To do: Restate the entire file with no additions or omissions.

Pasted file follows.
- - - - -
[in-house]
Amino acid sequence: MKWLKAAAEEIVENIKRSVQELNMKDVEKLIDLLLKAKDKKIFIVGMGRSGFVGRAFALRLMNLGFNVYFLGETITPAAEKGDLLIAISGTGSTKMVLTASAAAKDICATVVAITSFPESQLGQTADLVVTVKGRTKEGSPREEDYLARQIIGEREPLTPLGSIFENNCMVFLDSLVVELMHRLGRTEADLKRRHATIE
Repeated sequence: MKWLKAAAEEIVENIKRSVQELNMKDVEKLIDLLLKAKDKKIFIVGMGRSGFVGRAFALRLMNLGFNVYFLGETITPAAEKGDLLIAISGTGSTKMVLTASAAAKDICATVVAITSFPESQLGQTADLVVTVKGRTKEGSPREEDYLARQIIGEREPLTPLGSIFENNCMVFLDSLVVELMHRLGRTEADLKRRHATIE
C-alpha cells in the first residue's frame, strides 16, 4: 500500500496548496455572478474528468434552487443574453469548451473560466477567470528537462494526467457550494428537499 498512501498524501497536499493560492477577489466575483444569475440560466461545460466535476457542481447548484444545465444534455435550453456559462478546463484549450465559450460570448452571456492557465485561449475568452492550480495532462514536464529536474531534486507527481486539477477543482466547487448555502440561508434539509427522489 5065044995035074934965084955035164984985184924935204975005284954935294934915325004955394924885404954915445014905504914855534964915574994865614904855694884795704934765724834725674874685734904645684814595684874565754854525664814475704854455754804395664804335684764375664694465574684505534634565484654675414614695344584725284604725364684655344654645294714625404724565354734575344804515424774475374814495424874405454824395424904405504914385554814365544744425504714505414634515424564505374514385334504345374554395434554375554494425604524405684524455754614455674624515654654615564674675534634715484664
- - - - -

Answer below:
[in-house]
Amino acid sequence: MKWLKAAAEEIVENIKRSVQELNMKDVEKLIDLLLKAKDKKIFIVGMGRSGFVGRAFALRLMNLGFNVYFLGETITPAAEKGDLLIAISGTGSTKMVLTASAAAKDICATVVAITSFPESQLGQTADLVVTVKGRTKEGSPREEDYLARQIIGEREPLTPLGSIFENNCMVFLDSLVVELMHRLGRTEADLKRRHATIE
Repeated sequence: MKWLKAAAEEIVENIKRSVQELNMKDVEKLIDLLLKAKDKKIFIVGMGRSGFVGRAFALRLMNLGFNVYFLGETITPAAEKGDLLIAISGTGSTKMVLTASAAAKDICATVVAITSFPESQLGQTADLVVTVKGRTKEGSPREEDYLARQIIGEREPLTPLGSIFENNCMVFLDSLVVELMHRLGRTEADLKRRHATIE
C-alpha cells in the first residue's frame, strides 16, 4: 500500500496548496455572478474528468434552487443574453469548451473560466477567470528537462494526467457550494428537499 498512501498524501497536499493560492477577489466575483444569475440560466461545460466535476457542481447548484444545465444534455435550453456559462478546463484549450465559450460570448452571456492557465485561449475568452492550480495532462514536464529536474531534486507527481486539477477543482466547487448555502440561508434539509427522489 5065044995035074934965084955035164984985184924935204975005284954935294934915325004955394924885404954915445014905504914855534964915574994865614904855694884795704934765724834725674874685734904645684814595684874565754854525664814475704854455754804395664804335684764375664694465574684505534634565484654675414614695344584725284604725364684655344654645294714625404724565354734575344804515424774475374814495424874405454824395424904405504914385554814365544744425504714505414634515424564505374514385334504345374554395434554375554494425604524405684524455754614455674624515654654615564674675534634715484664